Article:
Bayelsa Gov Poll: The Morning After


Although the February 11 governorship election in Bayelsa State has come and gone, the events that led to it cannot be forgotten in a hurry. In fact the prelude to the poll created tension, uncertainties and suspense in President Goodluck Jonathan’s state.

All the gladiators were members of one family, the Peoples Democratic Party, PDP. The party dumped the former governor of the state, Mr. Timipre Silva, denying him the opportunity to contest its primaries. The governor used all missiles available to him to fight in a prolonged battle that threatened the peace in the state.

Though Silva could not stop the election, he has an impending judgment in the Supreme Court, which is still believed in some quarters to be a threat to the concluded poll. Apart from that, some people had expected the Federal High Court to postpone the election following a suit brought before it by the African Renaissance Party, ARP, against the Independent National Electoral Commission, INEC.

ARP had claimed that INEC excluded its candidate, Mr. Dumbo Hinks, from the ballot, arguing that INEC should make amends before going on with the exercise. But instead of issuing an order stopping the election, the court fixed hearing on the matter for 15 March. A few observers believe that the suit remains a threat to the concluded event.

The election was characterised by apathy and low turnout of voters. Most voters shunned their polling units and went about their normal activities. The indifference was so pronounced that people chose that day to travel out of the state. Most of them believed that the election would not be free and fair, complaining that their votes would not count.

Those who chose not to travel sat in their homes, frustrating the process and keeping electoral officials idle. Unsatisfied with the development, some politicians were reported to have stormed the homes of people, forcing them out to their various polling units.

In fact, the President acknowledged voter apathy shortly after voting in his Otuoke hometown in Ogbia Local Government Area. His Otazi Playground voting unit in Otuabula Ward begged for voters. The turnout was very poor compared to the number voters that thronged the unit during the April 2011 general election. Instead of coming out to vote, the people of Otuoke were seen doing business in their shops.

Accreditation, which was supposed to start at about 8 a.m. began in the unit at 8.30 am as electoral officials waited patiently for voters. In the end, only 124 persons were accredited at the unit that has 875 registered voters. The President, who was accompanied by his wife, Patience, blamed the voter apathy and low turnout on the crisis in the PDP. He observed that the confusion surrounding the election dragged on till a day before the election, leading to speculations that the exercise might not hold.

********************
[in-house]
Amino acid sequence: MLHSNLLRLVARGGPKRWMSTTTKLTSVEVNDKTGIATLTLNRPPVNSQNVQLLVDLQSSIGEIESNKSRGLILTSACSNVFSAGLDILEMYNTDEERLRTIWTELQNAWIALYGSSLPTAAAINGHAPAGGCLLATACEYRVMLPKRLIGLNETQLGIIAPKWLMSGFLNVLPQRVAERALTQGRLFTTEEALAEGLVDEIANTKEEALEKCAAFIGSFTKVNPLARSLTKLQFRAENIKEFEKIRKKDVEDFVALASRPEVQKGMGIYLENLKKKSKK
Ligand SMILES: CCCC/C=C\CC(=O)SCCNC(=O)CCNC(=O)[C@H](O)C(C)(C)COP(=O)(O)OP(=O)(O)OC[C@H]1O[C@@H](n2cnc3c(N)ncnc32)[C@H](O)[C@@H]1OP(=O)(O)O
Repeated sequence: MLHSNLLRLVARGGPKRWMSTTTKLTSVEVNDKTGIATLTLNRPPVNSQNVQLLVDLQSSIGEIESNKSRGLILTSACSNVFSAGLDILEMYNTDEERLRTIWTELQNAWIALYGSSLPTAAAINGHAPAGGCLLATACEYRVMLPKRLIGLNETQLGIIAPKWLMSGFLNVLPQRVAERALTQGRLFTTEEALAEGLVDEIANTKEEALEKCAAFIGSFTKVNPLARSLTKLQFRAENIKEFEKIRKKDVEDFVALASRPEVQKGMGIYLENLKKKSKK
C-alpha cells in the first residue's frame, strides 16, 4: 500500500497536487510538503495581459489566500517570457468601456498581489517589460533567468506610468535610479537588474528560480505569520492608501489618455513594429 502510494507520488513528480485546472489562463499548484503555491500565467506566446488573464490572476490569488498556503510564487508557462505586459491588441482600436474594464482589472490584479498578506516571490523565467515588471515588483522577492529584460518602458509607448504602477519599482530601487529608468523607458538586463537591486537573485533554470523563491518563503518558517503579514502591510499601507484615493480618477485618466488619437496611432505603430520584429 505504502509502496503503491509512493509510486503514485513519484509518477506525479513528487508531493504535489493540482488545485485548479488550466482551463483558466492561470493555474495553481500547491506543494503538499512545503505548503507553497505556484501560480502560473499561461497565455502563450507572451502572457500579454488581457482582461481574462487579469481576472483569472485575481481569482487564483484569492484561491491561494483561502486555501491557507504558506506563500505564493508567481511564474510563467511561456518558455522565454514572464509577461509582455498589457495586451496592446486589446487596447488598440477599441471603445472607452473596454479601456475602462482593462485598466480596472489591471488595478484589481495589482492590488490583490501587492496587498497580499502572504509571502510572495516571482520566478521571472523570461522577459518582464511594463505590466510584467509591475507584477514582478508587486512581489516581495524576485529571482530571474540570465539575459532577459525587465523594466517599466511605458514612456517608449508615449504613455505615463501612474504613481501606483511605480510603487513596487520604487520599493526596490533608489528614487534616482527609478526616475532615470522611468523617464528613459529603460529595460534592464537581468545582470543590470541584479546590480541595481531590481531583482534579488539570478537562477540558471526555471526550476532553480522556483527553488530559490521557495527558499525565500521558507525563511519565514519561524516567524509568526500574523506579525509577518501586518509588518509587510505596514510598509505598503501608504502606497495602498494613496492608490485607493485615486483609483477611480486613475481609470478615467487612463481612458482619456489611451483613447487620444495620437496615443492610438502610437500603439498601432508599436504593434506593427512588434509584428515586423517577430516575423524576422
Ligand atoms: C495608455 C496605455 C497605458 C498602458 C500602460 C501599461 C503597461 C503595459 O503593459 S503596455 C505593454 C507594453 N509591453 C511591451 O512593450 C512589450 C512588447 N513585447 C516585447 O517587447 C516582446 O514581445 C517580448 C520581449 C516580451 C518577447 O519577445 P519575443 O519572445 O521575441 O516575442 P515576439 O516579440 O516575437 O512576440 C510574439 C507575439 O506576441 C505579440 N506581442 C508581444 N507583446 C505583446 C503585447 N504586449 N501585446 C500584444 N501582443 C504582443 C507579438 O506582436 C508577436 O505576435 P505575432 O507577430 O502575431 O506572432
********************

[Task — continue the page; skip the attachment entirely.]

He said: “For the presidential election, Nigerians in the Diaspora came home and they all voted. General elections always attract that kind of crowd. You know that in Bayelsa State, there have been some challenges as to who the candidate is and who the candidate is not. Bayelsans were confused as to whether the election will go on or whether it will not go on.”

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Accreditation was generally reported to have started late in Sagbama Local Government Area where PDP candidate, Mr. Seriake Dickson, cast his ballot. There were also reports of late arrival of materials in most parts of the state as accreditation lasted beyond 12 noon.

Despite the hiccups and lapses recorded in the election, Jonathan was optimistic that Dickson would win. He had said: “I’m a senior PDP member and I’m hopeful that Dickson will win the election.”

Just as the President, who is the godfather said, Mr. Seriake Dickson, had a landslide victory in the political contest that featured 35 candidates. Indeed, INEC result, which was announced by the state Returning Officer and Vice-Chancellor of the Rivers State University, Prof. Joseph Ajienka, showed that there was no contest.

Irrespective of the low turnout of voters, Dickson won with 417,500 votes to beat candidates of three other major parties: the Change Advocacy Party, the Action Congress of Nigeria and the Congress for Progressive Change. Imoru Kubor (CAP) came a distant second with 22,534 votes; Kemela Okara (ACN) was third with 9,627 votes and Famous Daunemugha came fourth after polling 3,545 votes.

But the ACN rejected the result, describing it as a “brazen attempt by the PDP to manipulate the will of the people after the election in the state.” The ACN alleged that the ruling party used what he referred to as digital rigging technique to perpetuate itself in power.

“There was a low turnout of voters on Saturday. We all saw it and it was widely reported. But we don’t know where INEC churned out the figures it used to declare the PDP winner of the election,” he said.

One of the agents of CAP, Mr. Joel Tobunimi, described the figures announced by INEC as magical in view of the turnout of voters during the election. He said the party would take an action after due consultations.

But Dickson has since offered an olive branch to all the candidates who lost in the election, promising to run an all-inclusive government. Despite all his promises to restore the lost glory of the state, pundits believe that the days to come will determine whether the aggrieved candidates have accepted to jump into the restoration train or open a vista of legal tussle that may derail the focus of the new administration.

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